Few things are more frustrating than being stuck in traffic in a car as fine and fast as this week's subject automobile, the 2009 Mercedes-Benz S63 AMG high-performance sedan.
It's a cruel joke.
You are trapped in a car with a base price of $131,350, surrounded by substantially less-expensive metal. Neither you nor your fellow motorists are going anywhere fast. More often than not, you aren't even moving.
But you are paying a bigger penalty. In city traffic, your S63 AMG averages 11 miles per gallon. Please note the word "averages." In traffic jams, frequent occurrences in cities such as the District and New York, you get even less. And that's in a car that requires premium unleaded gasoline.
Highway mileage isn't much better at an average of 17 miles per gallon, which falls considerably lower than that on roads such as the Capital Beltway and Interstate 95 south near the Springfield Mixing Bowl, aggravating swirls of concrete that seem more designed for parking cars than speeding them along to their destinations.
I neither expect nor solicit sympathy here. Anyone who can buy a car priced well in excess of $100,000 shouldn't complain about the cost of fueling it. I understand. But that isn't the point.
It's the real-world infringement on automotive fantasies that upsets me. It's like being brutally awakened from a pleasant dream -- over and over again, with happiness promised but seldom delivered.
The S63 AMG is one of the world's most beautiful, best-engineered automobiles -- a rear-wheel-drive sedan endowed with a 6.3-liter V-8 engine that develops a maximum 518 horsepower and 465 foot-pounds of torque.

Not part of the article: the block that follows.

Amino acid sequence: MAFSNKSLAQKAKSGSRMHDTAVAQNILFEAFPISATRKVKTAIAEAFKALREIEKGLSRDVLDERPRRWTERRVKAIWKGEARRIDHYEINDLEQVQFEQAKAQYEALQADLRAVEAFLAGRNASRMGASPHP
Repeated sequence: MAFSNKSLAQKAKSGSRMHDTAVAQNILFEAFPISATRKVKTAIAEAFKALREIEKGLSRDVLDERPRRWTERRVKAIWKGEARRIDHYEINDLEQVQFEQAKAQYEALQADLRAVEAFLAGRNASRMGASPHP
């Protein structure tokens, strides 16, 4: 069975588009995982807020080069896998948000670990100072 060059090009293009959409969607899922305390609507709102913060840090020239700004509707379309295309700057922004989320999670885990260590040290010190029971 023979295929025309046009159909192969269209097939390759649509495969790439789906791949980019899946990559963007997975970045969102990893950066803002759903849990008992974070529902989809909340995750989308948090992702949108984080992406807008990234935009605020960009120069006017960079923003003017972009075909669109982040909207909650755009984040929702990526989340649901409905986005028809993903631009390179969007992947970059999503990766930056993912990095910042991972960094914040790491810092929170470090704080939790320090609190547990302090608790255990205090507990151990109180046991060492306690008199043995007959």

That's a lot of oomph! In this case, it's oomph accompanied by the romance of hand-built craftsmanship. That engine is lovingly, painstakingly, manually assembled -- piece by piece -- by skilled tradesmen at AMG, the Mercedes-Benz high-performance group.
The acronym reflects the surnames of the engineering partners who founded the group -- Hans Werner Aufrecht (A) and Erhard Melcher (M) -- in Aufrecht's hometown of Grossaspach (G), Germany.
AMG, now located in the German town of Affalterbach, began life as AMG Engine Production and Development in 1967 in a world much different from the one we inhabit today. There was little talk of global warming back then. Speeds on Germany's Autobahn were mostly unrestricted, even near urban centers. Automotive journalists worldwide hungered for a chance to get to Germany to drive a top car at top speed on the world's finest, fastest highway.
Those days are gone. Nowadays, the easiest way to get a pricey traffic ticket in Germany is to ignore speed limits near urban areas. Lawbreakers will be photographed, found and fined.
Now, there are tough environmental laws reflected in levies on automobiles whose tailpipes emit more carbon dioxide and other smog-causing pollutants than the law allows.
In the United States, a car such as the S63 AMG is freighted with a $3,000 federal gas-guzzler tax at new-car purchase. Also, there is a potential social cost, such as the reactive opprobrium served up by the economically frugal, the unemployed and otherwise job-threatened in a frighteningly troubled economy, and the environmentally righteous.
It all sort of takes the joy out of sitting behind the wheel of a sumptuously leathered automobile such as the S63 AMG -- sort of.
The human spirit is wondrously vulnerable to seduction. There is a degree of greed and lust in all of us. There is an itch we must scratch, if it is at all possible for us to do so and get away with it.
The world turns on such desire. Empires rise and fall because of it. It generates our poetry, novels, theater, music, dance and fine art. News organizations could not exist without it.
So, it is in celebration of Grand Desire, the possibility of fulfilling it on some lonely road for however brief a moment, that, despite its many real-world limitations, I toast the Mercedes-Benz S63 AMG high-performance sedan. Here's to one hell of a car!
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